The Clockwork Man – A traveler’s re(view)
The Clockwork Man
Talk of coincidence, I was unpacking my decade old Black Forest Cuckoo Clock from Germany when I received this novel by courier. Oh! What coincidence. I wanted to see if my clock from Germany still worked after so many years.
When I read the foreword and then the first chapter it sort of let the cat out in the sense that the clockwork man survived the two turns of centuries and was still working.
The Clockwork Man is a science fiction written by a professor of “Novel Writing” Mr William Jablonsky.
The novel is spread over two sets of periods, one in the late 19th century, near Frankfurt, Germany and the other in Milwaukee in the USA in the recent times (2005). Why Milwaukee? Because the author has spent a considerable time in that area.
He describes the trials and tribulations of a machine man, who can think, hear, see, talk and feel but can’t smell or cry. And probably not contemplate as we humans are wont to do. In his own words the clockwork man says the master probably wanted it that way which gave him a rigid sense of right and the wrong.
The author’s concept of jumping 100 years is novel in itself. Especially when we see the clockwork man, Ernst, deal with markedly different cultures , one of late 19th century in Germany and other the current day America with all the slang and such. It does bring a smile or two at places.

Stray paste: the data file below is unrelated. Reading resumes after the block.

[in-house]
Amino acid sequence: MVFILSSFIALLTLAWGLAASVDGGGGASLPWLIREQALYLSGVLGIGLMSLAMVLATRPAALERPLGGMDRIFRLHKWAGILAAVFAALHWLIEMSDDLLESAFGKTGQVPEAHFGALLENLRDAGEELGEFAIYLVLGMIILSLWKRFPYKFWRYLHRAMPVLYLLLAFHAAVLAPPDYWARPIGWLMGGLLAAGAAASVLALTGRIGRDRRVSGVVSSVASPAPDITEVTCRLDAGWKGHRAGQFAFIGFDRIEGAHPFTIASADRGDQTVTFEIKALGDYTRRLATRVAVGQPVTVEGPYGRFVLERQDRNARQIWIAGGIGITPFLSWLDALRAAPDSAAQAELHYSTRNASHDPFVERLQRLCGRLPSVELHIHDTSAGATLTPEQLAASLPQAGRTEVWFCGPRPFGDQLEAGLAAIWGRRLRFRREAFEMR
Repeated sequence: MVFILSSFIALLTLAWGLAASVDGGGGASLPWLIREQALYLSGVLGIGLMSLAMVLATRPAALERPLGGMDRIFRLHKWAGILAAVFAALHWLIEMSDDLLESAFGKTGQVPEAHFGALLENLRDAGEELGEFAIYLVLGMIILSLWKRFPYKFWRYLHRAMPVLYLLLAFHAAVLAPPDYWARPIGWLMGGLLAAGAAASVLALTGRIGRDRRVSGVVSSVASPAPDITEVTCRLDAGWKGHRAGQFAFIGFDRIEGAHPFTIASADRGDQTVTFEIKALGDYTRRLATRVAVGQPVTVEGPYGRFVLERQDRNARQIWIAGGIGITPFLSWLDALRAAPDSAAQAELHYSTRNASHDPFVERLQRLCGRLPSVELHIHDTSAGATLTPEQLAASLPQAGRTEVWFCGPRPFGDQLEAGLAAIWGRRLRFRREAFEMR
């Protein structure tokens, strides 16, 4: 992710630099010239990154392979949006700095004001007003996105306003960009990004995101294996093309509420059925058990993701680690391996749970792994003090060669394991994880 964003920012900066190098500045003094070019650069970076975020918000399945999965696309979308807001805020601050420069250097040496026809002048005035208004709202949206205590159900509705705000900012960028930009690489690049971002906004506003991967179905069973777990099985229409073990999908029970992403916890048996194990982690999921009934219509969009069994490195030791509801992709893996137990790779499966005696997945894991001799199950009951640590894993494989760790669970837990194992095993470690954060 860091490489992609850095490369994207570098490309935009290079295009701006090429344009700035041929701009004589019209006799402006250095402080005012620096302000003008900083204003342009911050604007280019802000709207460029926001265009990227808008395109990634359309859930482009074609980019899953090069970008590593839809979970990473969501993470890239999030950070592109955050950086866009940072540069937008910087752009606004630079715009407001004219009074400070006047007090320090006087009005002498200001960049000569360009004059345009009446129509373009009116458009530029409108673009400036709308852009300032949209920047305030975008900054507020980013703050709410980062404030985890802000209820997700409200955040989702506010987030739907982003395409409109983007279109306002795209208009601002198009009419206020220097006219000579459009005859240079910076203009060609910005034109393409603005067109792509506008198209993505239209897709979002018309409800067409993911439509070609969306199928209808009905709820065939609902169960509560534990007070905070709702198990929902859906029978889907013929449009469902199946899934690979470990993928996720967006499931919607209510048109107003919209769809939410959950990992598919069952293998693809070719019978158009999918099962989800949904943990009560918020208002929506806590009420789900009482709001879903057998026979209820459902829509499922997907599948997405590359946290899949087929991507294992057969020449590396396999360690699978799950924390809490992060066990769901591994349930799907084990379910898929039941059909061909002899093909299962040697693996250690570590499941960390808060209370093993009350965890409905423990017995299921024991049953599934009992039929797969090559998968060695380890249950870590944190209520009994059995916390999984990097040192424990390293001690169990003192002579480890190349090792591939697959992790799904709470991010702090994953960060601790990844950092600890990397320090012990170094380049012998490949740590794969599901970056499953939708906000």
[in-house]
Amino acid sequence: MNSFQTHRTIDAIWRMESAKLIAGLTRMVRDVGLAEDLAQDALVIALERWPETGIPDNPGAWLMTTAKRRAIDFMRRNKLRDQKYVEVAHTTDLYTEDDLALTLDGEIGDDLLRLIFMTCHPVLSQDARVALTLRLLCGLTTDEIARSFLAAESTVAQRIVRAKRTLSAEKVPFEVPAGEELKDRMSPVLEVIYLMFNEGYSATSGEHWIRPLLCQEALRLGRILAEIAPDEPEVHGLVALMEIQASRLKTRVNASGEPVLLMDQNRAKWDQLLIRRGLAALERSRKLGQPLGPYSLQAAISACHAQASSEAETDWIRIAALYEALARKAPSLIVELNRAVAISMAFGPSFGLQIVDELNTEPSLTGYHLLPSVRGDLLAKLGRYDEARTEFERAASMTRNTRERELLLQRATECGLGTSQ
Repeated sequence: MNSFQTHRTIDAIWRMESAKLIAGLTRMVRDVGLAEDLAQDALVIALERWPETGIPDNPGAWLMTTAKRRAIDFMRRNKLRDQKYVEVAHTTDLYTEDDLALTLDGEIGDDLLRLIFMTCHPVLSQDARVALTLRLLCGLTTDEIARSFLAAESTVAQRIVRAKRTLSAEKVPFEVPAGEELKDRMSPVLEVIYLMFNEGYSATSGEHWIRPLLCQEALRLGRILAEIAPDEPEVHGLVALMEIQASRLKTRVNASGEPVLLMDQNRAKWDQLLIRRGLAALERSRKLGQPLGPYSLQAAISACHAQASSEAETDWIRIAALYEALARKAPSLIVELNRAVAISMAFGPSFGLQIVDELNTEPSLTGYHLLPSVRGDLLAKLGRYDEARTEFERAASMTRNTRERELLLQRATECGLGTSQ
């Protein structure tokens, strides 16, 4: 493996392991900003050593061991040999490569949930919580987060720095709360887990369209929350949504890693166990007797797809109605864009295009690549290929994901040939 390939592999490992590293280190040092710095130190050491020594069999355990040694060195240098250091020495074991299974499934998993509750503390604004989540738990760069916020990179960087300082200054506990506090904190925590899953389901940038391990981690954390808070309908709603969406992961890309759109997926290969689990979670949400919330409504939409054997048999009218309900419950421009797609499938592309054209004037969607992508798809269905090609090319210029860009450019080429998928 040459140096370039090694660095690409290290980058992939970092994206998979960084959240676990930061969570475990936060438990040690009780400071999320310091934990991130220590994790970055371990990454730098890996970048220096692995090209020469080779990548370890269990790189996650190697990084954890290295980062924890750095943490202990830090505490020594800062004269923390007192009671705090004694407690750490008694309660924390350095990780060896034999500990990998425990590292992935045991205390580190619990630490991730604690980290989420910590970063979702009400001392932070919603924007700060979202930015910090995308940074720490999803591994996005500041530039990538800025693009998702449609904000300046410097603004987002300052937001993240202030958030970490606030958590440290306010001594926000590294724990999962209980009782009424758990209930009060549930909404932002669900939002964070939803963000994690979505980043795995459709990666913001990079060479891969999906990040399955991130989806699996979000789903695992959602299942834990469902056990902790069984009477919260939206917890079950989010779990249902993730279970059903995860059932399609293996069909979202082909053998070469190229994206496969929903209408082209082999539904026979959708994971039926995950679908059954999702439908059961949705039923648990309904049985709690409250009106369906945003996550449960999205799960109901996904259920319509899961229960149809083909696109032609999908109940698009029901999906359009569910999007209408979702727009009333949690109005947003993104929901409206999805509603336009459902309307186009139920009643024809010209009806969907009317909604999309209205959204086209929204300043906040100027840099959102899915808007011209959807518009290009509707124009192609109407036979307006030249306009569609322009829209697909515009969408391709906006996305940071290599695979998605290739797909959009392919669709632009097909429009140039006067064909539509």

When some one keys him to life Ernst finds himself in a shop window, for all visitors to see. It takes a while before he realizes that more than hundred years have passed. Eventually, with the help of Greeley, the vagabond, his new American friend, he learns of the pains of Second World War and Germany’s destruction. He almost cries to find that his town is not on the map anymore. Almost…. because he cant cry any way.
At one place when Greeley takes him for a walk, he finds it odd that no one pays any attention to them. He reminisces “I find their (passersby) behavior a bit odd – at home (in Frankfurt) it was considered rude to pass a fellow Frankfurter on the street without at least a nod or brief hello”.
Once I came to know that he would be “alive” after 100 years, I felt the events of the old period dragged on, could have been a bit more crisp. However, once you finish the novel one can understand why. The author painstakingly tries to make a human out of Ernst by establishing his love (in his own way) for his master’s daughter Giselle, who is killed by a maniac. Probably reading the foreword was a mistake.
The whole story is in a form of a diary addressed to a Professor Wellesley (Other than this, there are no references to the professor) kept by Ernst which he would one day hand over to the professor.
Once he realizes it that the Professor must already be dead, he continues to write the diary in hope that some one would publish it one day and glory returned to the Master. At times he is so sad thinking about Giselle, the war etc that he contemplates suicide, meaning just wind down completely. Perhaps the author wanted to show a transformation from a mindless automaton to a human being.
At times I felt, the author wanted to create a Super Hero out of Ernst.
The ending, I thought, was a bit abrupt. He runs away from the store one last time to deliver the account of his life to another German clock maker again with the help of Greeley.
All in all a difficult subject, but I guess I have read better science fiction. I give it a overall rating of 5 out of 10.
By the way after a bit cleaning and dusting my Cuckoo Clock works!